2.  The thermometer shows how hot it is, which justifies why the windows are thrown open and why everyone else's windows are open for us to see in.  Stewart is in his pajamas, so we know he's confined (or sick).  We see the cast, so that also indicates that he's either been stuck here for a long time or he WILL be stuck here for a long time.  We learn about his job by seeing the smashed camera and the action photos (and apparently the photo he took just before the accident), and then we move on to the negative of a woman in a frame (could that mean he's negative on women at this point in his life?  Yeah, that's probably a stretch), and finally the magazine with her photo on the cover.  Very easy to figure out he's an action photographer who works for the magazine. 

 

3.  I did feel a bit like a voyeur, but at the same time, everyone (except for the newlyweds) had their windows open and the blinds up, so what they are doing is out there for all to see.  Of course, you're going to watch -- they're practically inviting you in, although they would likely not see it that way.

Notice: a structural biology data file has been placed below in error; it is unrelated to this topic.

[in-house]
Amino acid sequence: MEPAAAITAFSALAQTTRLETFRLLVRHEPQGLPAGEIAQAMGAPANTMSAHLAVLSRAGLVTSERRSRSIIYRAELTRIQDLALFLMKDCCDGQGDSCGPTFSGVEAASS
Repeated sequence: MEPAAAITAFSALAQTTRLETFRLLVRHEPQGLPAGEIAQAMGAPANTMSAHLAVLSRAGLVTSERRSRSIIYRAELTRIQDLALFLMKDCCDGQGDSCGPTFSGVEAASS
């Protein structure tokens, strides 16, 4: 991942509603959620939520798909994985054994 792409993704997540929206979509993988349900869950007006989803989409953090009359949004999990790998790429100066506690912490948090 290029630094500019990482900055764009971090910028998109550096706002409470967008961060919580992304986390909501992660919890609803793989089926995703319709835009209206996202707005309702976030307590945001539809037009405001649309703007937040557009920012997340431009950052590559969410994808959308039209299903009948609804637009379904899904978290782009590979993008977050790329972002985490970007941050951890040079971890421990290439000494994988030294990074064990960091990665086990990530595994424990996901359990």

4.  I thought visually the film was the most theatrical of Hitchcock's films (not in an over the top way, but in a way where you're seated in the theatre and watching the show).  You see what goes on from a distance, and it's only when L.B. Jefferies picks up that phallic telephoto lens that you get a little closer.  If you're sitting in a theatre, you're in a static position, and you have to use binoculars to get closer.  The window frame acts as the proscenium.  So I differ from this being his most cinematic -- he would have broken with more conventions if it were cinematic.  I agree with other posters who though Vertigo was more cinematic.  I had never seen Rear Window until a few years ago, and I've watched it several times since.  I always have the same feeling about it being like we're in a theater and watching with the director.